If you have a loved one who has died in a terrorist act, you might be eligible to prorate that person's taxes so you only have to pay for the portion of the year that occurred before they were blown up, shot, poisoned, flown into the ground at full throttle. But only if the government acknowledges it was truly an act of terrorism. If it was just random homicidal stupidity, you should treat it as a normal tax year. Read your instructions for the income tax returns. It's all in there. It's normal. Your government wants to make sure you realize it's normal for your kids to be taken. It's normal to be blown up by suicide bombers--even if it hasn't happened yet on U.S. soil, the tax codes are prepared to deal with it when it does.

I didn't realize it until they slowed down my heart. Maybe my blood pressure has been high because I was never supposed to be part of this world.


I've been amazed that some people can be perpetually pleasant. Now with my new lowered blood pressure I realize that some people just feel okay all the time. Their bodies aren't pumping fight or flight juice into their veins, so they can sit back and be nice to people. I never knew that lots of people just don't feel bad all the time, or that what I was feeling was "bad". I thought it was normal.

Maybe the world is run by type-A personalities with high blood pressure. I can assure you, there is no part of them that understands being enjoyable people. The bad feelings turn to anger, turn to action and crime and tax law.


"Did you see the signs about those kids missing from Oakridge Mall?" I asked my daughers while we were on the way to their uncle's house for Sunday dinner.

"Yeah. But there were four of them. Only the two parents made the signs," one kid said.

"It's because they ran away," another said.

"Because their parents were bugging them," said the third. "We heard about it from a kid who was their friend in school. They went to their mother's house in Wyoming."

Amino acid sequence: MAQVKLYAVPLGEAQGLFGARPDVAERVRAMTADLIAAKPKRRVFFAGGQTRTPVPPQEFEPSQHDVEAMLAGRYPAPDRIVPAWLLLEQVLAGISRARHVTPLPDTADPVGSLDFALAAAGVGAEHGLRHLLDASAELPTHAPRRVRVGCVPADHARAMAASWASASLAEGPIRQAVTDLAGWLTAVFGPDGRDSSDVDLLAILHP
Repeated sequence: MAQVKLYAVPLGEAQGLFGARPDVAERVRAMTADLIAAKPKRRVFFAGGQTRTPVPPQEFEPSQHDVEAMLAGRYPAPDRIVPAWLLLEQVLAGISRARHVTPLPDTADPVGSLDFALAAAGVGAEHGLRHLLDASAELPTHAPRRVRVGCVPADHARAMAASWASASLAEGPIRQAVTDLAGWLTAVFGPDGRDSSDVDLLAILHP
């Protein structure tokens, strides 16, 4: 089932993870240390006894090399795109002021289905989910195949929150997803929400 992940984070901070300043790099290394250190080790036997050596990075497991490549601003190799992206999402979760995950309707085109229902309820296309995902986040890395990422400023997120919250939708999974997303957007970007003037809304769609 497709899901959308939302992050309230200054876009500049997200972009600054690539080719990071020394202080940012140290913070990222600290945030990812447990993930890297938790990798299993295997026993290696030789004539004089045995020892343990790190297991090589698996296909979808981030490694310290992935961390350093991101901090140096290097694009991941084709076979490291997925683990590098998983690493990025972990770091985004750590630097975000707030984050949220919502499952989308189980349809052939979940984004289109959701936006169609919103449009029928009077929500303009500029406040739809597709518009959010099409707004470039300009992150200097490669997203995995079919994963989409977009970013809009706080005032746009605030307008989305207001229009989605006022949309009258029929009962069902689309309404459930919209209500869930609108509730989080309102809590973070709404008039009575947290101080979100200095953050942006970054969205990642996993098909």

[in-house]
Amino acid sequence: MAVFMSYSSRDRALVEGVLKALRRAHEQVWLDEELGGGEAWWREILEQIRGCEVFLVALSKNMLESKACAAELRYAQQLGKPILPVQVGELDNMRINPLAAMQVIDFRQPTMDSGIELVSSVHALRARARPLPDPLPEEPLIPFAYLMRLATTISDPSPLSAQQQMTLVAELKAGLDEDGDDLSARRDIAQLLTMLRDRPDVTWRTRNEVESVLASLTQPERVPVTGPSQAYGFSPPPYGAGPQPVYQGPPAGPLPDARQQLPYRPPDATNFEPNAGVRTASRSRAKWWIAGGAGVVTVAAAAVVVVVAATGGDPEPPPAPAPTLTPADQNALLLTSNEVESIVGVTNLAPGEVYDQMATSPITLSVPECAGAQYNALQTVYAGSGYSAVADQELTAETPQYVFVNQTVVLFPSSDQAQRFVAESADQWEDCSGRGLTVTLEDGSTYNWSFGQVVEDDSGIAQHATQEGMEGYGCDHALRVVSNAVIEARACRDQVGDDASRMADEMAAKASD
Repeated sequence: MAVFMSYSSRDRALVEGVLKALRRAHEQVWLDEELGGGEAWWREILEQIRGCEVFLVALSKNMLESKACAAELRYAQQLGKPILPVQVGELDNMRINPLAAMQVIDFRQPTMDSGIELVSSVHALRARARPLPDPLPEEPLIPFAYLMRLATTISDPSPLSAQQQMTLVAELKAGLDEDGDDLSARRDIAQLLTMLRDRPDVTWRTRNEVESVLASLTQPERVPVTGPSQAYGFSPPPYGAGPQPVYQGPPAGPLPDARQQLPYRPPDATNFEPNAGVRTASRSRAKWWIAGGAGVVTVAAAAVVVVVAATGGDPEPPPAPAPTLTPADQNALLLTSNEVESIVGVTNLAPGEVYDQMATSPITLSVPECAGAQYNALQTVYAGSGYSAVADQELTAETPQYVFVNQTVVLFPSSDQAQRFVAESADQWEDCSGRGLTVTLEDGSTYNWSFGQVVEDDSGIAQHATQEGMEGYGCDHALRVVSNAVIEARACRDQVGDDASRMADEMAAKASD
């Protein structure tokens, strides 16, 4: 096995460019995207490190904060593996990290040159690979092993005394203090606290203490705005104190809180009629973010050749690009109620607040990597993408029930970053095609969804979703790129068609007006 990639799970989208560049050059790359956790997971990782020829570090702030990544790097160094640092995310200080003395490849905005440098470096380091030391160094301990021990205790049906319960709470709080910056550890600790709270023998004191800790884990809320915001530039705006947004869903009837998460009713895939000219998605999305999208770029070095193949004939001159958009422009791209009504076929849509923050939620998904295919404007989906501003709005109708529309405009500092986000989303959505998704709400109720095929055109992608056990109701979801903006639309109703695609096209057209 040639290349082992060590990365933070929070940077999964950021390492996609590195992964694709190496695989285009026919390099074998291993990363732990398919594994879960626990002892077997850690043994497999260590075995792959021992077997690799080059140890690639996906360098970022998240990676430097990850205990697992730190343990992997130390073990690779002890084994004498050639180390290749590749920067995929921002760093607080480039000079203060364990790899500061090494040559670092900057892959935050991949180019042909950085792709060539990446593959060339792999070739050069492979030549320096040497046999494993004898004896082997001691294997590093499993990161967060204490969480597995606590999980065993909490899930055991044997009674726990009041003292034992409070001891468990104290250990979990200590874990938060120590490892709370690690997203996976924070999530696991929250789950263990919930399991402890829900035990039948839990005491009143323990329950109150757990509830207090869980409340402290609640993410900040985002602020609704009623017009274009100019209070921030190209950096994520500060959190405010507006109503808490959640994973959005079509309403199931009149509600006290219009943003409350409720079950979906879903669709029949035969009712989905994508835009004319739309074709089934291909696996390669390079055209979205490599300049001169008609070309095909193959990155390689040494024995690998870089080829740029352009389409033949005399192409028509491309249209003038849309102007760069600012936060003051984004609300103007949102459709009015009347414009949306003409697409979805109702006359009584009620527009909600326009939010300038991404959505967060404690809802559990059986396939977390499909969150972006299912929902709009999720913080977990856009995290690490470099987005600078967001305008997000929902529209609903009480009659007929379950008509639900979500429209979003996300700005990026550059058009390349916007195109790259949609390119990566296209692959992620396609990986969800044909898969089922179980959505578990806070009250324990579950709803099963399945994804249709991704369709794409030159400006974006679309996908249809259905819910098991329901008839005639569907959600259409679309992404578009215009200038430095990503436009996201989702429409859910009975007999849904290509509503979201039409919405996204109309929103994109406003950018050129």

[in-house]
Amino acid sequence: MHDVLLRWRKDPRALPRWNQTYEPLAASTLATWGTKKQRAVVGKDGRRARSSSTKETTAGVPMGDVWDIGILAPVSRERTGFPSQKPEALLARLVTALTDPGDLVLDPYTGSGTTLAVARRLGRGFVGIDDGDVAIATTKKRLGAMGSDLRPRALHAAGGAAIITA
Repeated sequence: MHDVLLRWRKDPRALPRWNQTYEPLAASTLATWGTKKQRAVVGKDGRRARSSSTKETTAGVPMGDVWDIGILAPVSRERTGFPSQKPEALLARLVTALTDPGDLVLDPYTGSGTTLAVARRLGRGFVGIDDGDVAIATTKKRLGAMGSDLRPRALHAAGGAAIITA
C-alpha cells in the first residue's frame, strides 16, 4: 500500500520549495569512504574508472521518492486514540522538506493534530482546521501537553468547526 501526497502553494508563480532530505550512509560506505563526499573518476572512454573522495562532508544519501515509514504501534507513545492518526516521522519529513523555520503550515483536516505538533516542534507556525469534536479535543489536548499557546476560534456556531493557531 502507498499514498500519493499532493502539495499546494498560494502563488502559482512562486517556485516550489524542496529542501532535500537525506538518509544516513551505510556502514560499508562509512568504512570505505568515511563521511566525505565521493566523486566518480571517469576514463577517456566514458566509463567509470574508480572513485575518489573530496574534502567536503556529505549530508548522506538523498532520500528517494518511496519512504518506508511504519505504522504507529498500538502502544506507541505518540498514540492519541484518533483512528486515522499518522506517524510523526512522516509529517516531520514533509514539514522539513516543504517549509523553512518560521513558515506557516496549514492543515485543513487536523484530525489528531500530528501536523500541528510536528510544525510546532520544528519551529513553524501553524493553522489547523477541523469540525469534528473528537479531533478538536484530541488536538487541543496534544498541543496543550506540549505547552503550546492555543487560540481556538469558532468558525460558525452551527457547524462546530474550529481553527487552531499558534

I turned in the seat to look at them. "Let me tell you something," the new, calm, me said. "If you guys even think of running away, I will hunt you down. I will spend every cent I have, I will sell the house if I have to, and I will hire an army of the meanest private investigators you ever heard of who will tie you up and bring you to a place in the desert where we'll keep you locked up for ten years in a hot tin shack while we reprogram your little tiny brains. Do understand me?"

They were speechless. My wife gave me one of her, "Oh Jesus, here we go again," looks.

But dad had made his point. I don't have high blood pressure anymore, but I can summon it up for short intervals when I have to.


My oldest daughter is going to college next month. I bought her a new car to take to school. It's an outrageous car for a kid to have. But it's a car I wanted and if I was eighteen it would be like heaven to me. I felt so good at the dealership I just spent money like I was Rockefeller.

My daughter drove off the lot in her brand new, give-me-a-ticket red, Audi A4 Turbo, and I felt rich even though I was going to have to sell half my toys and take a second mortgage to pay for it.

I looked into her eyes and said to her, "This is important, sweetie," but she's impetuous and young and who I have for an heiress to the great Owl fortune. She doesn't really understand that life is a great big circle. Things happen over and over. There's a reason for the wheel in the sky.

They can tax you and blow you up, but in the middle is all sorts of real life. I think I can see that now.